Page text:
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For Renoir, 1888 marked the end of a long period of doubt and experimentation during which he sought to escape what he believed were the limits and approximations of the impressionist technique. His 1887 painting "The Large Bathers" (Philadelphia Museum of Art, Philadelphia) is the most accomplished expression of that endeavor, which sometimes led the painter to excessive hardness and dryness. In 1888, Renoir seems, at last, to have achieved that long sought-after synthesis between drawing and color; a precise definition of form and freedom of the brush.

This portrait of a young girl demonstrates his new method, which integrates fresh demands for solid form, precise contours, and modeling while also re-adopting what the artist called his “former sweet, light painting style.”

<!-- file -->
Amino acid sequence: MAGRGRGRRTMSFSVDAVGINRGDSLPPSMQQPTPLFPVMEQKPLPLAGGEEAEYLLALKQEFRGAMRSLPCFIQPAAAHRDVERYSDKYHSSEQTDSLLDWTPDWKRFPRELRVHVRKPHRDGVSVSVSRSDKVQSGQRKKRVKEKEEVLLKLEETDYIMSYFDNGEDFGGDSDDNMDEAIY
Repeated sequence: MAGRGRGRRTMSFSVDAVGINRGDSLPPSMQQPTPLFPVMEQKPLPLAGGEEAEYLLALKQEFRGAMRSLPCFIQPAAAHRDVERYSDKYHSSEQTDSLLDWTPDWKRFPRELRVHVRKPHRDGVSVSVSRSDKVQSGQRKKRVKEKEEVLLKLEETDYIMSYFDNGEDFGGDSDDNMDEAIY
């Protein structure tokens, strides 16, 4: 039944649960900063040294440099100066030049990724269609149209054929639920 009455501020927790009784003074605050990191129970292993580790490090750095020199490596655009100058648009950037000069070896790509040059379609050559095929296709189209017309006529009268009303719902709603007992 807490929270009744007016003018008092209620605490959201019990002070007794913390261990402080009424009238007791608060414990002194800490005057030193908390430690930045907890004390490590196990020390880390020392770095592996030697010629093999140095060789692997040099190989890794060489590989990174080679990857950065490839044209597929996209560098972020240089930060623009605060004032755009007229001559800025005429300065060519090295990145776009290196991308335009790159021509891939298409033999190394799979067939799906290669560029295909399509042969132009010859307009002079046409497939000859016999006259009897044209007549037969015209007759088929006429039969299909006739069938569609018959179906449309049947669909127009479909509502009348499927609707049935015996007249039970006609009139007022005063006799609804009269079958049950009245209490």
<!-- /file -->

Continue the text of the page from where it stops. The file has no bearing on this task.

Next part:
A smaller version in a private collection (perhaps a preparatory study) of the same young girl in profile lacks the delicate touch that is so remarkable here, both in the face and the background, with its infinitely subtle tonal variations.

Details

  • Title: Girl with a Blue Ribbon
  • Creator: Pierre-Auguste Renoir
  • Date Created: 1888
  • Physical Location: Lyon, France
  • Physical Dimensions: 56 x 46,5 cm
  • Provenance: Ancienne collection Myran Eknayan. Legs Jacqueline Delubac, 1997
  • Rights: Photo : © Lyon MBA - EnDétail
  • Medium: Oil on canvas

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